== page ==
Elia’s Salon, which was named as top Dominican salon by LATINA Magazine, is celebrated for its customer service, as evidenced by relaxing shampoo and conditioner treatments.
Photos by Catherine Fonseca
Beauty is a beast.
Hair is a notoriously fickle, and important, part of one’s appearance. And given the preponderance of beauty salons and barbershops throughout northern Manhattan and the Bronx, the upkeep of hair is particularly important to the many men and women who are quick to schedule a shape-up, or a blow-dry.
“At least it is where I’m from,” agrees Elia Josefina DeLeon, who goes by “Josephine”. “Dominican women [simply] like looking and feeling good.”
DeLeon is the owner of Elia’s Hair Salon, located on Amsterdam Avenue, and on 101st Street, which was named in September 2006 as the top Dominican salon in the United States by LATINA Magazine. It is frequented by scores of women from throughout Washington Heights and the Bronx.
But in the 1960’s, such distinctions and titles were a far cry from her modest beginnings in her family kitchen, where DeLeon spent her time styling her mother’s and sister’s hair.
DeLeon, who arrived from the Dominican Republic at the age of 6, always had a fire burning, as she described it. No matter what she was doing, her mind was always on cosmetology.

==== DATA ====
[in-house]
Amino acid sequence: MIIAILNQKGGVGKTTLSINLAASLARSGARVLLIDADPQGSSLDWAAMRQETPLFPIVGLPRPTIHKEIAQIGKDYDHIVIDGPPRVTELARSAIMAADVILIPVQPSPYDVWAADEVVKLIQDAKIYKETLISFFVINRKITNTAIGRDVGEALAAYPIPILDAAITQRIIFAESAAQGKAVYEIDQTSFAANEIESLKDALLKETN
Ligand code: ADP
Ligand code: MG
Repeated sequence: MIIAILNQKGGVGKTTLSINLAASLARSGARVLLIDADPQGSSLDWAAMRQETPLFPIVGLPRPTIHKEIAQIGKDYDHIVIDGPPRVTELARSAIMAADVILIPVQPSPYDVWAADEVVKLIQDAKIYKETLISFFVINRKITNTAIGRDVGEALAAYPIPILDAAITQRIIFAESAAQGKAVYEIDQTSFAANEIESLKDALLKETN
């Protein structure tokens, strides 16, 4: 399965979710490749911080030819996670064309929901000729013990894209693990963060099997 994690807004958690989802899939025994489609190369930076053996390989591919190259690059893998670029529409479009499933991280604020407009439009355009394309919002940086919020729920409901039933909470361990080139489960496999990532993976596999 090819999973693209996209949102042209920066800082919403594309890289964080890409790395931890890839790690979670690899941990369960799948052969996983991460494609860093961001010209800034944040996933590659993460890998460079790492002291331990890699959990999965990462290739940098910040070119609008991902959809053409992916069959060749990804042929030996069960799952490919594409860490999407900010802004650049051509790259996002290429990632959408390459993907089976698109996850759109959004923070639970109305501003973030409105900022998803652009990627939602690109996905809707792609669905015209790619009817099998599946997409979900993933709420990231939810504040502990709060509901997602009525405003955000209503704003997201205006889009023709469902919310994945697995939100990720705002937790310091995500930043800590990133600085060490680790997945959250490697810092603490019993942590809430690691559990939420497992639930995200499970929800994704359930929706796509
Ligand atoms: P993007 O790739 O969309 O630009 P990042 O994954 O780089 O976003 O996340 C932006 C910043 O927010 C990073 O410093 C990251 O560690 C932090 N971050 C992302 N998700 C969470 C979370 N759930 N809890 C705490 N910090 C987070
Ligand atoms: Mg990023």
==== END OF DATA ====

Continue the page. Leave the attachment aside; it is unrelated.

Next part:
“Back then, no one thought cosmetology was a profession,” said DeLeon, whose immigrant parents wanted more for their daughter. “They wanted me to work in corporate America.”
After a few college courses, DeLeon began working in the Financial District.
“I did it all: investment banking, commercial banking, mortgage companies, on Park Avenue, SoHo, everywhere,” said Deleon.
But, raised by a family of entrepreneurs, DeLeon soon felt it was time to branch out.
“My father was a salsa composer, self-employed. My mother was a seamstress. My grandmother used to sell ice cream in Santo Domingo, and she built a home around that small business,” said DeLeon. “I knew I wanted to be my own boss.”
And having worked in marketing for over 20 years, she had specific ideas on how to promote her venture.
“I knew to use social media, print ads, and on the Internet. Marketing taught me how to have a targeted audience, and how to address them,” said DeLeon, who opened Elia’s in 2005.
Her efforts have paid off, and DeLeon today boasts an extremely loyal clientele.
“A lot of people think [starting a business] is just opening the door. There is another side to running a business,” said DeLeon. “There is ad and service development. Customers come to Elia’s expecting better service.”
The storefront shop is staffed with expert stylists, such as Bronx resident Maria Ferreras, whom DeLeon calls “a well-rounded stylist.”
“She is an expert in blowouts, and her hair cutting is the best,” said DeLeon.
With an established clientele and thriving business in place, DeLeon has turned her prowess to philanthropy.
Budget cuts to public schools hit home for DeLeon when she realized her niece and nephew would possibly have to travel miles from home for school because the schools in their district were over-crowded, and there was no immediate remedy.